Holguin is just as beautiful as it was when Christopher Colombus landed there in 1492, with its stunning white sand beaches, colonial architecture, and resorts. Most tourists flying into Holguin's Frank País Airport have transportation arranged through their travel agent; however, consider a good cheap car rental through Skyscanner.
Arrival in Holguin
Contrary to popular belief, all the rental cars are relatively new international brands, not 1950s American automobiles. It may help to know how to drive a stick shift. Book in advance — demand exceeds supply. The car rental companies at the former military airport are Cubacar, Rex, Havanautos, and Via Rent-a-Car Transgaviota. Prices vary and insurance is mandatory. Car rental offices are in the Arrivals hall or outside parking.
Driving in Holguin
GPS devices are illegal, so a map is required. The best (albeit hard to find) map is Guia de Carreteras; ask around at the airport, the rental car office, or purchase online. The airport is 8 miles southwest of Holguin.
Road conditions are unpredictable but not impassable. In the rural areas, roads are used for everything except driving a car, and signs are non-existent. Rental cars have a red background plate, identifying the driver as a tourist. Night driving is not recommended. Knowledge of Spanish is extremely helpful.
Rental cars typically use 94 octane fuel, which is not available everywhere. Most cars will do fine with 90 octane fuel. Credit cards are scarce; most gas stations are cash-only.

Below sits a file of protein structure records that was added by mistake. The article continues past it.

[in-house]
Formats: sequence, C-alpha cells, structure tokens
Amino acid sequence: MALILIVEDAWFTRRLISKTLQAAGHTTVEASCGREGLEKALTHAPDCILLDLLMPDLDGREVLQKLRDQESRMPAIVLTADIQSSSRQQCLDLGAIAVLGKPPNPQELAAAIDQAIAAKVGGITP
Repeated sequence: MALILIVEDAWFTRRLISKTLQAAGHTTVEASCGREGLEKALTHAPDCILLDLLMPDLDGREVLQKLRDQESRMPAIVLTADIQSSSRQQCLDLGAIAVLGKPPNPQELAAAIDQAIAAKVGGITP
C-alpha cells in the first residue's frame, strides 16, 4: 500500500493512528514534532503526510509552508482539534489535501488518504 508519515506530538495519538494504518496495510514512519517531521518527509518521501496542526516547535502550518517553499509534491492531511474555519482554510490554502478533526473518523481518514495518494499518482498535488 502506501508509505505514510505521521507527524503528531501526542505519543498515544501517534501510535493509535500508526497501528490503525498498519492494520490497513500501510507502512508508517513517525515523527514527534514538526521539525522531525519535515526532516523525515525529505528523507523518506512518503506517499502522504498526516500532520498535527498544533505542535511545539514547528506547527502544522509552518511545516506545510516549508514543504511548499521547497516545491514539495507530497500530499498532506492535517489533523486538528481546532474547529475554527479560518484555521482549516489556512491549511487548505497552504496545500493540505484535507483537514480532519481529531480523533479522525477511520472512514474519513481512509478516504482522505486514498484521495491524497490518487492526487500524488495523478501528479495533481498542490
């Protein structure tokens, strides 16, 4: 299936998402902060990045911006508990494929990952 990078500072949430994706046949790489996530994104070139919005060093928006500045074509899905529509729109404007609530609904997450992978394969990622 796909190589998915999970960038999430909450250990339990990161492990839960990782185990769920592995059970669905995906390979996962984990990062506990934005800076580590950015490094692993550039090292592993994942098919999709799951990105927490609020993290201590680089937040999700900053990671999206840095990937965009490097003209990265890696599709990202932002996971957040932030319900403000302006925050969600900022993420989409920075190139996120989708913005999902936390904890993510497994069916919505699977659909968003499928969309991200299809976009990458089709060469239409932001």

Parking is easy to find, and the locals will be glad to help for a modest tip ̶ guides recommend one Cuban Convertible Peso (CUC).
Hitchhiking is common, especially outside Havana. When asking locals for directions, it is expected that a ride will be offered in return.
What to See and Do in Holguin
Tourists who book with Skyscanner have Holguin as their playground. Swim with the rescued dolphins at the Dolphinarium in Cayo Naranja, where visitors can enjoy a dolphin show, a sea-lion show, and a lobster lunch.
Drive up Loma de la Cruz (Hill of the Cross), which rises 856 feet above sea level and prominently features a cross believed to protect city residents from natural disasters, plague, and witchcraft.
Visit Alejandro de Humboldt National Park, which the UN designated a World Heritage Site in 2001. Named after the German scientist Alexander von Humboldt, who visited the island in the early 1800s, the park stretches almost 275 square miles.
Guardalavaca is a 45-minute drive away. The former pirate hangout is home to several craft vendor markets, where shoppers can find anything from sundresses to clocks shaped like rum bottles. It is recommended that shoppers buy what they like when they find it as vendors change daily!
After an unforgettable time in Cuba draws to a close, there are a few things to know. First, make sure to have the first half of the tourist card, or face a lengthy and difficult replacement process. The departure tax is included in the price of the trip. Finally, Americans should know the current travel laws to Cuba or risk a hefty fine from the Department of the Treasury.